Time of transition at Slater Mill brings renewed focus on community

Time of transition at Slater Mill brings renewed focus on community

PAWTUCKET - A period of transition is no time to sit still, say staff members at the Slater Mill, which is why now is the perfect opportunity for a renewed focus on basics of what has made this place a success, the community and the things it cares about.

Charles Whitin, the grant writer whose work helps land so much of the funding needed to keep the historic site going, told The Breeze that staff members are pushing hard to regain the footing they might have lost a bit in recent years when it comes to engaging the community in the work that is done here. There's a "real focus on the community" right now that "may not have been nurtured" very much in the recent past, he said.

Whether growing and maintaining close relationships with community groups and artists, or planning physical upgrades that local schoolchildren will enjoy, everything needs to be about community, he said.

Kasey Johnson, development associate at the Slater Mill Museum, said that staff members are working to "create a culture that's built around" not only the history of the mill but the community that's been such a key part of its success through each phase of that history.

Johnson said that board members have commenced a national search for a new director of the mill, even as local attorney Keith Fayan, who is involved with many local causes and groups, fills the position in an interim capacity.

In June the Slater Mill Board of Trustees voted to remove Susan Whitney as executive director. Board members said at the time that the historic landmark needed a new direction and more events and amenities designed to engage the community.

Slater Mill employees are also in waiting mode on a potential decision to make the Pawtucket landmark the centerpiece of a new national park in the Blackstone River Valley, but they say a continued shift in priorities is needed with or without the designation.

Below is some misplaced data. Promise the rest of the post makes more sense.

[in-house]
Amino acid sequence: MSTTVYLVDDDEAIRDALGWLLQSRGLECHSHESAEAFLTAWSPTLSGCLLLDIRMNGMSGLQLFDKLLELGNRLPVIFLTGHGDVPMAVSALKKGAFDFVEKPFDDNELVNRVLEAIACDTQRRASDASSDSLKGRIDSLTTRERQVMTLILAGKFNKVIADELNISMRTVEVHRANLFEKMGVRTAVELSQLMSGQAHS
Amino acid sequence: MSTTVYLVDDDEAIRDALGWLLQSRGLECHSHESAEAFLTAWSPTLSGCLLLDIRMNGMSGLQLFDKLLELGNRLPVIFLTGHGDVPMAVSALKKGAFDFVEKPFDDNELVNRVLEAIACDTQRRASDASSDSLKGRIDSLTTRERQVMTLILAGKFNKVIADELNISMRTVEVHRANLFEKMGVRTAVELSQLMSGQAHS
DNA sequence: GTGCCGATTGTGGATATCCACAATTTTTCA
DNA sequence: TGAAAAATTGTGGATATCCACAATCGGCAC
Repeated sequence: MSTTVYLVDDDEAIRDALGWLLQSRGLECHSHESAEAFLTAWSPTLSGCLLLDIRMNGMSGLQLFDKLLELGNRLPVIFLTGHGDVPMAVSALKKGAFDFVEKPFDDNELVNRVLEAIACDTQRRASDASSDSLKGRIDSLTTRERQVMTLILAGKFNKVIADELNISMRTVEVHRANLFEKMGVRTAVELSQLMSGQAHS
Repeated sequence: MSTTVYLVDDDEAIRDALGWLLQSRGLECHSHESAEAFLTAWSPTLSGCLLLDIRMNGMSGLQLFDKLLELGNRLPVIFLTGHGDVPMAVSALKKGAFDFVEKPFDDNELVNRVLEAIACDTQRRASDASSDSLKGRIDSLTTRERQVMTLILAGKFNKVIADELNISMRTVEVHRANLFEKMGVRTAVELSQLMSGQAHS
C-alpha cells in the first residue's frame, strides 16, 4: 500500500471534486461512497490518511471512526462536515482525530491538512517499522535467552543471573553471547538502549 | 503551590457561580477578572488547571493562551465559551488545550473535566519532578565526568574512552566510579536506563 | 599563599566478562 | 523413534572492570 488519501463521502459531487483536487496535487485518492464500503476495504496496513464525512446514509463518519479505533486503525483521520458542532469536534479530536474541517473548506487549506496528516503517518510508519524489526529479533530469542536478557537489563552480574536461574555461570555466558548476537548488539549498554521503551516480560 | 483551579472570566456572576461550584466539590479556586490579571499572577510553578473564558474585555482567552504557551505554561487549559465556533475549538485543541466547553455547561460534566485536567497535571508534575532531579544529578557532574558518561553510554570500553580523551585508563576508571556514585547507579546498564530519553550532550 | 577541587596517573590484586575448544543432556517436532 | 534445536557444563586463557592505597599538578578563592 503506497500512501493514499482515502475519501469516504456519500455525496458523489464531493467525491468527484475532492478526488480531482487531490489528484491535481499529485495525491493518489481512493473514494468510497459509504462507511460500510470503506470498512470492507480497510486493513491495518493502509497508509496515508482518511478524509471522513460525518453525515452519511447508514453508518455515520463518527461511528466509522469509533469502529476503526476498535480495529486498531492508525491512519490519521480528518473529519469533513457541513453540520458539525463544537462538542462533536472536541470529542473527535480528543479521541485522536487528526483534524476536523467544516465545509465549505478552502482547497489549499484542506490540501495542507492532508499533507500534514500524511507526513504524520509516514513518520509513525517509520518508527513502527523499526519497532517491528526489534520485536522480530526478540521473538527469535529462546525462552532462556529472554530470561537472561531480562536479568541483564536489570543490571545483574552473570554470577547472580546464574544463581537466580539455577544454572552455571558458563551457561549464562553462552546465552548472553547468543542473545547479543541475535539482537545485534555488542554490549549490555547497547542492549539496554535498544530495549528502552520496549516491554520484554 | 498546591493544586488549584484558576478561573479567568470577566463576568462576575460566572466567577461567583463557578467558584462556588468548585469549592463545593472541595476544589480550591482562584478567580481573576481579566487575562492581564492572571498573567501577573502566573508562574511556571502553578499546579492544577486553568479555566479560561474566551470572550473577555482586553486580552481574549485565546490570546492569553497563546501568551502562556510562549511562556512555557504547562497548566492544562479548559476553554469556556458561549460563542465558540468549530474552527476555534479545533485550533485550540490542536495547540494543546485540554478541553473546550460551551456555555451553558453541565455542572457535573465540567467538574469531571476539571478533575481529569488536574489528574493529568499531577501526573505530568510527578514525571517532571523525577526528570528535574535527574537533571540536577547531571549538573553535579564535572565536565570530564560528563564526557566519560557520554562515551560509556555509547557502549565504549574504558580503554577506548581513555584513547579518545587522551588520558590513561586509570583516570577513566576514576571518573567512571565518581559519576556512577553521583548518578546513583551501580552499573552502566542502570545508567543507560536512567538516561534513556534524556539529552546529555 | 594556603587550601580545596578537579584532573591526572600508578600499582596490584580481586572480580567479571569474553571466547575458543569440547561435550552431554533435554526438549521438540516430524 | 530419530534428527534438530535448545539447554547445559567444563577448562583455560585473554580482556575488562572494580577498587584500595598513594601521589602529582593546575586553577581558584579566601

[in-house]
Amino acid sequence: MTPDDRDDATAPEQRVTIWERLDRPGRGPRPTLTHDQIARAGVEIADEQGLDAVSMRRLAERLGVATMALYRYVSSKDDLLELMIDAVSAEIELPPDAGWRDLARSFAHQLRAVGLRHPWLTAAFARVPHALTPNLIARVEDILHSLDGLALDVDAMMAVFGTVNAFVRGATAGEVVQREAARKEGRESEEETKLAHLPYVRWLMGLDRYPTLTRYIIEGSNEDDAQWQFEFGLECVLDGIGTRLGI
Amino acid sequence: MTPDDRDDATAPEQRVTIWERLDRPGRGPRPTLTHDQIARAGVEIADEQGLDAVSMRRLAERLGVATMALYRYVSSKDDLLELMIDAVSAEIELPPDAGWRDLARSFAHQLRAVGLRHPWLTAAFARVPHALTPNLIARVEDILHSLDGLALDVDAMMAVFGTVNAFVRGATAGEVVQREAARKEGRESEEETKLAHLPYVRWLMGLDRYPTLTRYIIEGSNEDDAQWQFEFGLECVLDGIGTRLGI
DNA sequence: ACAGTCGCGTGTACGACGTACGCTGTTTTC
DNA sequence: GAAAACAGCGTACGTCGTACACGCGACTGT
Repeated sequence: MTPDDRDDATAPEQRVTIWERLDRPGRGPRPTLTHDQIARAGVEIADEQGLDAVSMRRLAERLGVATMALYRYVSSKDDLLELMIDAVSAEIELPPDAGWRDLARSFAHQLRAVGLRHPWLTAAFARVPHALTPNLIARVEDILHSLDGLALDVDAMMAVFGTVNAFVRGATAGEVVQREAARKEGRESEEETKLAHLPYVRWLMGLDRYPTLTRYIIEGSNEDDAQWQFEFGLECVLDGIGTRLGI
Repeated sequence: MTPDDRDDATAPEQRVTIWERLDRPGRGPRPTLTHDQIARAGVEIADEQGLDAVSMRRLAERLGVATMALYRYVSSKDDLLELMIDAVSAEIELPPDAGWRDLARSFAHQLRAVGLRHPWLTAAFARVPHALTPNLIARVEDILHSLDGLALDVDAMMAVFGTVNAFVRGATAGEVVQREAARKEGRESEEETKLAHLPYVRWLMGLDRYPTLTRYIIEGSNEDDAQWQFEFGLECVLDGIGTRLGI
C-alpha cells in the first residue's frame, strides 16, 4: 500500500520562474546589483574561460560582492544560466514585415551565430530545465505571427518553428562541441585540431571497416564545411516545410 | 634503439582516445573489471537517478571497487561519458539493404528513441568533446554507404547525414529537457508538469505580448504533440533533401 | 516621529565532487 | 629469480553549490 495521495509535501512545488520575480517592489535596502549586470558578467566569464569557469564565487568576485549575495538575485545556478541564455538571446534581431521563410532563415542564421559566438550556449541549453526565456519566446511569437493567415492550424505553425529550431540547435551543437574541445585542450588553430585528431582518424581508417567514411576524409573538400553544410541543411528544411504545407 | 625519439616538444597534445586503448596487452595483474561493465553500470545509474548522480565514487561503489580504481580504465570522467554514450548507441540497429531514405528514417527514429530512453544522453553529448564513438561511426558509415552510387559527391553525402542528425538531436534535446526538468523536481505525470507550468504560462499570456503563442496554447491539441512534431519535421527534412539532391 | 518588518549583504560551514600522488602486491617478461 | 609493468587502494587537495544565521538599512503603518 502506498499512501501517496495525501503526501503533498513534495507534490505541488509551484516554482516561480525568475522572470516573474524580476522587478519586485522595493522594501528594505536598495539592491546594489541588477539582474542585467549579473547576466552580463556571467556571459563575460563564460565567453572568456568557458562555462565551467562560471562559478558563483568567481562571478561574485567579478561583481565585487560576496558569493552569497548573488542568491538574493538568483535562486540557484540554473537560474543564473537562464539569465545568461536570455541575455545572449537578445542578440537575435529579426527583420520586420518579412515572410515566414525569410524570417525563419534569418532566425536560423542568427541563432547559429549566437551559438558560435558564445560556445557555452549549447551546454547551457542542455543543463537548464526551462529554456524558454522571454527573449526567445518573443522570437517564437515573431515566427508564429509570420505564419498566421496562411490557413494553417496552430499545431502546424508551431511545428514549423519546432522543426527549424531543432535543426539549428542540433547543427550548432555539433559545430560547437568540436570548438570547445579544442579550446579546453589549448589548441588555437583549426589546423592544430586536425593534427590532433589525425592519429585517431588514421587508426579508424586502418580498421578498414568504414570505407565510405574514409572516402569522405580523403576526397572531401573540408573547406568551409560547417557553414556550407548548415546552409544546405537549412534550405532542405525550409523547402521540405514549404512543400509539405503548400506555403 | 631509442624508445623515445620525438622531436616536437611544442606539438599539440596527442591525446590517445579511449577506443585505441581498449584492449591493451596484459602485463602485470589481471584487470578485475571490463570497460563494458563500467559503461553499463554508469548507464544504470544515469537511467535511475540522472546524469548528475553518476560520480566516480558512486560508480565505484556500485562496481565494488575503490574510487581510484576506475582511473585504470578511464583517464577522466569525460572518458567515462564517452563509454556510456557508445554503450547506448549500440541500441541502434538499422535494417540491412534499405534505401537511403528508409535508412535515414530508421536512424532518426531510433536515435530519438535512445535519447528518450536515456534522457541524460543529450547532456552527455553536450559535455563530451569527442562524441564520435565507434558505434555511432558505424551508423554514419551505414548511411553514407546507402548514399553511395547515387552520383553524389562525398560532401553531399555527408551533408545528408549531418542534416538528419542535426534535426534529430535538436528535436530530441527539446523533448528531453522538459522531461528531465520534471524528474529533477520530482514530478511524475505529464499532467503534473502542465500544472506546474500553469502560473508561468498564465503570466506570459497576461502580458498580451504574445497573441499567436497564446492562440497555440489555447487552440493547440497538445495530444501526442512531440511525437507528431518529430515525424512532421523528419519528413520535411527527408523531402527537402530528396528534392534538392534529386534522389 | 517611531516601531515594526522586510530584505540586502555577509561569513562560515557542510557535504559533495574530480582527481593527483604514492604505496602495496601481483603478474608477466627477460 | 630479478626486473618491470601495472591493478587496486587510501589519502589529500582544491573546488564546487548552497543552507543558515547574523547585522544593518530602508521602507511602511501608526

It may seem basic enough, said Johnson, but even her push to book more weddings at the mill fits in with the "collective consensus" among staff members at the mill that they must be more mindful of the Pawtucket community and Rhode Island as a whole.

Why would those who run the mill not want to work well with such events as the Labor and Ethnic Heritage Festival, or groups like the Community Guild Studios, asked Whitin. Certain events may "cost as much as they get back," he said, but are an important part of what the Slater Mill is, adding "another dimension" to the experience.

The Slater Mill remains a huge draw to school groups, said Whitin, with approximately 11,000 students in grade school coming through the doors each year. In this age of cutbacks to "extra" activities like a field trip to the mill, staff at Pawtucket's main tourist attraction say they are doing everything in their power to make sure students from Pawtucket and across the area can continue coming, he said. A "terrific award" from the Rhode Island Council for the Humanities will ensure that students from disadvantaged districts are able to visit.

There are plenty of upgrades planned at the mill that the community should enjoy for years to come, said Johnson and Whitin. One of the most exciting will be a blacksmith shop, funded in part through a donation by the Pawtucket Rotary. Blacksmith shops were always a part of the old mills, said Whitin and Johnson, and will bring more action and vitality to the site.

Other projects, like a complete exterior rehab and painting planned for next year, may not seem as exciting but are every bit as important to maintaining the mill as "the face of Pawtucket," said Whitin.

The faithful re-enactors at Slater Mill remain the most important part of the puzzle in engaging the community, said Johnson, as they welcome hundreds of thousands of visitors for tours each year.

Improvements to the Slater Mill website, www.slatermill.org , as well as planned online cataloguing of all items at the mill, will help build connections with the community beyond the mill property, said Whitin and Johnson.

Located on the Blackstone River in downtown Pawtucket, Slater Mill is a museum complex dedicated to bringing the American Industrial Revolution to life. It is considered the birthplace of the Industrial Revolution.

The mill's many funding sources, both public and private, continue to make its operation possible, said Whitin. The money has helped pay for everything from exterior repair work on the Wilkinson Mill, to dredging the sediment out of Slater Mill's raceway, to rehabbing turbines and waterwheels.


If I didn't know better, reading this article makes me want to rush down to the Slater Mill for the day! GREAT JOB! But, can a 90 minute tour transform the fortunes of a crumbling delapitated old city that has nothing else to offer? Sorry, I can't see it happening...especially with their reliance on federal and private monies to keep it in business. I'm not sure what else Pawtucket can do, but I don't think Slater Mill is the answer. This article reeks of desperation...like it's their last chance to survive. SAD!